Jesus exhibited radical love to give us light to the words on the page.

  4. I absolutely love this post. . . Michael Spencer’s writing at its best.

    With these words, Michael zeroed in on the abuses generated by the ‘inerrancy’ crowd after they placed the interpretation of certain Scriptures outside of the lens of Christ:

    “The Law came through Moses, but grace and TRUTH came through Jesus Christ. The TRUTH of the Bible was not there without Jesus. Any discussion of inspiration that is not- eventually- about the relationship of Jesus to that part of the conversation, is useless.”

    Michael cut through the inerrancy baloney with a laser-like insight and made his case with a literary precision that marks him as a truly gifted theologian.

  5. An inerrant text only is Christ +.

    “Our church only” is also Christ +.

    A “3rd use of the law”…is also, Christ +.

    The requirement of making a decision (for Christ) is Christ +.

    Christ alone. He is enough.

  6. This is one of the most brilliant pieces I’ve ever read. Michael’s “argument” is sound. We miss you, Michael, and cherish the writings you left behind.

  7. Probably a non-sequitur , but someone mentioned “confessional” here. What IS a confessional Protestant church? Are the confessions made formally and to whom? What denominations participate and why? Naturally I do not mean our private confessions to Christ.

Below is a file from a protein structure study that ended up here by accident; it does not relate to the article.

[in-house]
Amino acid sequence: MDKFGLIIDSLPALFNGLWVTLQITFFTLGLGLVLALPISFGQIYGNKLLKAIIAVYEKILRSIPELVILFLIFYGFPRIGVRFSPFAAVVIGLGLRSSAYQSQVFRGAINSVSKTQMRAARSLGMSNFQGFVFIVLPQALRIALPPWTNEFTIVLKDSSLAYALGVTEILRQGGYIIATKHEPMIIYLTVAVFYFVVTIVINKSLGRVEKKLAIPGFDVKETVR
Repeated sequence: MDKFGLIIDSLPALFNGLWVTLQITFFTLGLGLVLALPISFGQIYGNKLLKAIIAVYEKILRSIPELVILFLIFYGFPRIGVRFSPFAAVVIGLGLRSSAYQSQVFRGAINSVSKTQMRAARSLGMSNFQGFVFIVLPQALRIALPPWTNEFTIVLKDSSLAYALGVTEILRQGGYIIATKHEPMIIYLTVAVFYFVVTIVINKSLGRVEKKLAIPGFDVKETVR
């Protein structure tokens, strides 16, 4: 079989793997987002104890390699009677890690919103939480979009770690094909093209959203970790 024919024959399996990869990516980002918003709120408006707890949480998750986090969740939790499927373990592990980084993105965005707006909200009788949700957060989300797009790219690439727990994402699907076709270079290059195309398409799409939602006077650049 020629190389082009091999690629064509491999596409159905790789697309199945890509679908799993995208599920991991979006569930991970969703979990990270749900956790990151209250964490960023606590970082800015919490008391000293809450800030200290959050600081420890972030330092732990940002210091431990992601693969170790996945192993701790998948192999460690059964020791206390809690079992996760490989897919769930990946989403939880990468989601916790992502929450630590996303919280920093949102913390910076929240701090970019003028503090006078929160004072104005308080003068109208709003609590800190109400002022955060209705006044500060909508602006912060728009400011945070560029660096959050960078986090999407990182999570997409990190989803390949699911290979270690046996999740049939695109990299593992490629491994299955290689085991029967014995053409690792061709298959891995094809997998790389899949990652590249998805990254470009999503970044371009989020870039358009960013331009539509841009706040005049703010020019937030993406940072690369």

• Headless Unicorn Guy says:

      I think “confession” in this case is Protestant-speak for “creed”, a formal Statement of Faith.

      • That’s sort of how I see it, too. A “confession” aka “declaration.”

        • Faulty O-Ring says:

          Several “denominations” reject creeds as illegitimate man-made additions to holy scripture. You might want to say that they believe the same things., but that would overlook the significant non-Trinitarian tradition within the Churches/Disciples of Christ. (Are there non-Trinitarian Baptists too? Have to check.)

  8. When I was 19 attending a conservative (moderate fundy) Bible School, I realized that there was something fishy about the whole inerrancy thing. In my own mind, I labeled these people “Biblical Postivists,” playing off the label “logical positivists” The difference being that rather than accepting only the empirical quantifiable evidence of the senses as valid, the Biblical Positivist accepted ONLY a narrow view of the evidence provided by scripture. Anything spoken of outside of that narrow context simply cannot be discussed.

    And they seemed to do this without apparent regard to either the context in which that scripture was created, or to the context in which that scripture was to be interpreted and understood.